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Fashion or sustainability? You can’t have it both ways

Fashion or sustainability? You can’t have it both ways

Casting my eye over a hotel design magazine yesterday, I was struck yet again by how fashion and hotel design have become the darling couple. Not only have the couture brands flocked to put their names to a hotel — Armani, Versace, Bulgari, Missoni and so on — but now we have websites, press articles and books dedicated to “fashion hotels.” And we have hotels deliberately designed at the outset to have their interiors changed when the vogue for pink turns to blue or some such new fad. 

Now, I have nothing against fashion hotels per se — they can be fun, they get hotels talked about, presumably they keep designers in work and they are in many respects a welcome contrast to the stuffy and regimented approach to hotel interior design that used to predominate among the major hotel groups. However, to my mind, the trend does pose a fundamental question: Can an industry that shrieks about becoming eco be wedded to “fashion” at the same time?

My dictionary defines fashion as “… designed to be in the current fashion, but not necessarily to last.” Therefore, it has to be frequently replaced with new materials produced by using more energy and resources. By contrast, sustainability is inherently about limiting human consumption of these resources. This surely requires architects and designers to create environments that will endure rather than be discarded every time the wind changes direction. Actually, I believe as an industry that largely depends on people using planes or cars to reach our ever-so-eco hotel buildings, we are in denial. Whatever 10 commandments to reduce consumption may be in place once guests are in their hotel, the original sin has already been committed. “Sustainable tourism” is, in my view, an oxymoron. Will someone please show me a sustainable airport?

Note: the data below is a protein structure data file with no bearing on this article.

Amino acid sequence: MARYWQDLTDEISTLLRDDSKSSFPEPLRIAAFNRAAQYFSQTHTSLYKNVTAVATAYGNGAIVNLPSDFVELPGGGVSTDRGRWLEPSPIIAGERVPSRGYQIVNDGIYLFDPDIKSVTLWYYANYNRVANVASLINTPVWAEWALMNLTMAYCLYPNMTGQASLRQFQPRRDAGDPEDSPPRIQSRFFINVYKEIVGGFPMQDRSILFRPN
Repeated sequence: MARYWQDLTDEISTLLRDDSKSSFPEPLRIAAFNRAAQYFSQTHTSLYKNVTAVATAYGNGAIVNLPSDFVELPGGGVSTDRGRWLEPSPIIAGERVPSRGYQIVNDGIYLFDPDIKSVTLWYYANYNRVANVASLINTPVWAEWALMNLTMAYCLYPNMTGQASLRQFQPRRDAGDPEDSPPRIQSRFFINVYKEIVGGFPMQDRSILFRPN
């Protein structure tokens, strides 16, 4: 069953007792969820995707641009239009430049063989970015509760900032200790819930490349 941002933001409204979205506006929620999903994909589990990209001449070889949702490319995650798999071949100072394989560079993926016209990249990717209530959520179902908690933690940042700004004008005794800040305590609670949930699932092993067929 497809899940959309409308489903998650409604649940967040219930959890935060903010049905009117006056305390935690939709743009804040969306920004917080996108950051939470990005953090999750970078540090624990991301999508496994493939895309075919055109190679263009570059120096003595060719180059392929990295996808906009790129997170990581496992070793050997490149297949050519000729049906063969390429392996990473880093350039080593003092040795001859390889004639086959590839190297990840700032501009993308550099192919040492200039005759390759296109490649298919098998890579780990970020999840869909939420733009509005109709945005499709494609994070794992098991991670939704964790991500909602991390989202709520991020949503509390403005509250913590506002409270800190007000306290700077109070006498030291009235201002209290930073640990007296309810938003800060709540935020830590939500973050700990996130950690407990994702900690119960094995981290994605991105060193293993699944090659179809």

That said, as architects and designers, we have to do what we can to reduce the impact of what we create on the planet. Surely the best way is to espouse longevity. There are some great examples of design that have achieved an enduring status and are therefore beyond the need for change. I am thinking, for example, of the furniture of Charles Eames — to my mind the perfect fusion of materials, technology and the human form and a perfect alternative to “fashion.” It has been innovative and iconic from day one with a design that has been spectacularly sustained through the decades since. 

Currently, our industry is giving out very mixed headline messages. But then, I suppose that by its very nature, the fashion of “fashion hotels” may soon move on. What next?

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